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To start eating meat after being veggie for 27 years(75 Posts)
I became veggie when 4 years old.
Sadly over the last few years I have developed allergies to soya, quorn and nuts.
We are struggling massively to get pregnant and at our last ivf cycle my eggs were completely screwed.
I'm wondering if it is to do with the fact I basically have no protein in my diet. In studies high protein diets have shown to increase egg quality quite well. I'm only 31 and have good egg reserve so in theory my eggs shouldn't be so useless. I've checked and I'm supposed to have about 40g a day for my weight. I reckon I manage less than half of that on a normal day.
I'm contemplating eating meat (even though it goes against everything I believe in and I don't even like the smell / taste of it very much from what I can remember) - would it likely make me ill after not eating it for such a looonnng time? I remember liking turkey and sausages but not fish, beef or lamb. I'd probably only eat white meat tbh.
Shall l do it? Fertility wise I'm in last chance saloon.
I agree with birdsgottafly Do some research on protein sources . It must be difficult when you're allergic to nuts and soya, but not impossible. Soya isn't all that good for people anyway. Plants, as well as animals, are made up of proteins.
I am vegan, had blood tests recently and my protein levels are fine, having said this I do believe people are all different and that some areas of nutrition we do not fully understand yet-hence loads of people always say we need meat for protein, or we need milk for calcium, or I would drop dead by going vegan, or you can't live without dairy etc etc.
Then there's the fact that to absorb protein we need other nutrients, and amino acids. Do some more research to make sure you're well informed, and good luck!
This is all very interesting. I'm a pescetarian and was on a low-carb diet when I conceived
too very easily at 35, and again at 38. I went off that (stopped losing weight!) and went on the 5:2 instead. Now, at the age of 40, I'm struggling TTC.
Hmmm...age or diet? Maybe I should try low carbing again! Worth a try...
When I was low-carbing my protein came mostly from fish, eggs, yogurt, cheese and quorn (I know the last is no good for you). I think that if you don't want to eat meat, you should be able to eat enough protein without it.
If I was you, I'd avoid artificial protein products though. I think that fresh, unprocessed food would be much healthier.
OP its legumes it seems you have a problem with legumes.
What nuts are you allergic to? Peanuts?
Soya is a legume, quorn is soya based and peanuts are also a legume. Id keep an eye out for lentils, they are too.
Do you use quinoa? Theres more protein in quinoa per lb than there is in a steak.
Although its far easier to eat pounds of steak than it is pounds of quinoa!
Message withdrawn at poster's request.
Quorn is not soya based its mushroom /funghi based
I was veggie for 18 years, I discovered when TTC I was very anaemic (non existent ferritin levels and needed b6 injections)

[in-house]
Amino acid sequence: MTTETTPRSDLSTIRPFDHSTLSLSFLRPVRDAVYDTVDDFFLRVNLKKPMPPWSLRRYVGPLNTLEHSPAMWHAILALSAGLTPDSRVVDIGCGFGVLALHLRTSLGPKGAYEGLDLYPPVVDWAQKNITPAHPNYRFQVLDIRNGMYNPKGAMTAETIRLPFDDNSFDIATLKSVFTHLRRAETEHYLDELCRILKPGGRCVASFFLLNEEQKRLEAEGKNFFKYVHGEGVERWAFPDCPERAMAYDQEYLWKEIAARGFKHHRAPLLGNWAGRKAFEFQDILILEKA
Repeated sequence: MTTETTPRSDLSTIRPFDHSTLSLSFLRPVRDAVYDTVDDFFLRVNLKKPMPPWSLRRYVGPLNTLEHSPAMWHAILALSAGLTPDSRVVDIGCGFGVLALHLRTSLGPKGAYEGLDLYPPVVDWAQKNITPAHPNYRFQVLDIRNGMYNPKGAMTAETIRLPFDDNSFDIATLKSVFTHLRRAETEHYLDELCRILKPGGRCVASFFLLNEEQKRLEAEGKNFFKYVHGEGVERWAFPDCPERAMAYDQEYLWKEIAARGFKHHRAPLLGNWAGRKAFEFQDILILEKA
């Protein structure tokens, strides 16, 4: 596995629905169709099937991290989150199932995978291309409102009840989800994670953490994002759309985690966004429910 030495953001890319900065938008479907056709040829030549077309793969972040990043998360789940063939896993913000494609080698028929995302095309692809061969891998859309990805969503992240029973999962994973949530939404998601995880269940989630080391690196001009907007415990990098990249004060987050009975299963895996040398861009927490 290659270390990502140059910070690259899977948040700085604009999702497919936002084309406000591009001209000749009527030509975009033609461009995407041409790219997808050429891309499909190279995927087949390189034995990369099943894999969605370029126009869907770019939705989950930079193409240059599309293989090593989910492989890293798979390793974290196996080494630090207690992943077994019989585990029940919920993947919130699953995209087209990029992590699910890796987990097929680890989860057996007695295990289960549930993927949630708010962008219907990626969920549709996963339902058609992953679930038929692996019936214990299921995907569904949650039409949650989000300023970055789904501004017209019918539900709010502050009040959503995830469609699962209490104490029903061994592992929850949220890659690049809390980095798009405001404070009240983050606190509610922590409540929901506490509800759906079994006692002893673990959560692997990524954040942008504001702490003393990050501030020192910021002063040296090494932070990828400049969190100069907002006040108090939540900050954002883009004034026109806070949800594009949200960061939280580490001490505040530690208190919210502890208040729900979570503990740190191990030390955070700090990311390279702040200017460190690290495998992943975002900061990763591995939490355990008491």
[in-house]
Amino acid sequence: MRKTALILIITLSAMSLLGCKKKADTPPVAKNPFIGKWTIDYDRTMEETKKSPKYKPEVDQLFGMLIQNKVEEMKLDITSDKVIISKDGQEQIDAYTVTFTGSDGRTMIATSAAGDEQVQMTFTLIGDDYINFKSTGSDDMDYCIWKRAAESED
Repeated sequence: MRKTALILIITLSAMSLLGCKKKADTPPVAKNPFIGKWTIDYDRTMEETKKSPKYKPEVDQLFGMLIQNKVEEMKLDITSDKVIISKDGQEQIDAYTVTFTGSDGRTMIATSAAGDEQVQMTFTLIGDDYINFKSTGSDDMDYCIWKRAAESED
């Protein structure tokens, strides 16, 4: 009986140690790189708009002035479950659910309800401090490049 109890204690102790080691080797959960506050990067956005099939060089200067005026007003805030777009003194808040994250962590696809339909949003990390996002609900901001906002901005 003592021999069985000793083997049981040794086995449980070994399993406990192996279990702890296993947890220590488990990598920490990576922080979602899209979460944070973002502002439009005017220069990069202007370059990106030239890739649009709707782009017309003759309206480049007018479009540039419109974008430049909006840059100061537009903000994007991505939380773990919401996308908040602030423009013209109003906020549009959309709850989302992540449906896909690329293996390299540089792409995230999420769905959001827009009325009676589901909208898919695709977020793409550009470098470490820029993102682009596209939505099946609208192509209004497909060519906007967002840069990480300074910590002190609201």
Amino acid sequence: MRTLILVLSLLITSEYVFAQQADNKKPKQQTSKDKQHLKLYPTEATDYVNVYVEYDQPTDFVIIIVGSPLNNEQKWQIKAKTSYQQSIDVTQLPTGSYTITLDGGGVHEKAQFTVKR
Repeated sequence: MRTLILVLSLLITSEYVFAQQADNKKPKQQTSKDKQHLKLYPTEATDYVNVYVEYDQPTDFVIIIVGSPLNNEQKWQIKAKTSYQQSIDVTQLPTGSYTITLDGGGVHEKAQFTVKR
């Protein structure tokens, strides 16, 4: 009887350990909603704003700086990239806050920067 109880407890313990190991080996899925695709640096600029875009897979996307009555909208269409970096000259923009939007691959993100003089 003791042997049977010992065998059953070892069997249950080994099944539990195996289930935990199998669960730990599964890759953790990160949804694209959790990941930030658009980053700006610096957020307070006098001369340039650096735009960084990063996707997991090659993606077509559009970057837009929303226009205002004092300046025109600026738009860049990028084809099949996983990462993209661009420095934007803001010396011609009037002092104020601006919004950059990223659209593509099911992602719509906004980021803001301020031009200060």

Obviously your TTC journey is more complex than mine but the month I started iron tablets/injections and eating steak (! Very strange) I got pregnant, this was my 11th month of trying. I also gave up the booze that month which I'm sure did me good!
You're not being unreasonable, being veggie can be perfectly healthy but my diet wasn't.
3 years on, I now really enjoy some meat although most meals are veggie still but I feel so much better.
I was veggie for 25 years. Now been an omnivore for the last eight and would never go back. I believe you need animal protein for optimal health.
Eggs are great - get free range organic and eat every day. Add extra egg y
Bearing in mind it's not just about the amount of protein you consume, it's about the quality.
You want something with a PDCAAS of 0.8 or higher.
You can achieve this by combining specific sources but if you are allergic to nuts and soya and quorn, it might be difficult.
Seitain is very low quality protein.
Whoops - have you had your vitamin d levels tested?
OP if you eat dairy and eggs, then ethically speaking eating meat should be no issue for you.
If you simply don't like to eat meat, then that is a different issue.
I recently started eating meat after seventeen years off it - it has gone pretty well, although it was a little hard to digest in the beginning. Good luck!
Also a veggie here - took Zita West supplements that are supposedly good at increasing quality of eggs. Maybe worth a try? Check out fertility guru Zita west's website for more info...
I'm eating eggs and yogurt and drinking milk but I'm still nowhere near the recommended amount of protein.
3 eggs hits 40g of protein.
I think logging your food is a good idea, but my impression is that it's pretty easy to get your protein while eating vegetarian. remember, beans and pulses have a lot of protein too. if you are eating eggs, beans and pulses and i doubt that you will be low on protein.
that being said, I think you should do what's best for you. I would ditch the vegetarianism if that's what the doctor recommends for you to sort the issue. I say that as a vegetarian. Good luck.
I think it'd be a shame to start eating meat again when vegetarianism and veganism are such healthy ways to eat.
I would research your protein sources like others suggest, and the actual amounts needed and how that statistically improves your chances.
Good luck, whatever you do.
Not sure what you mean by your eggs being screwed......?
Well, they had very hard shells (usually seen in older women) and the embryos were slow to grow. All eggs fertilised and had hardly any fragmentation (none in most cases) but they were sloooooow. By day three only 2 out of 9 were where they should be and it was towards the bottom end (should be 6-8 cells and they were 6 cells).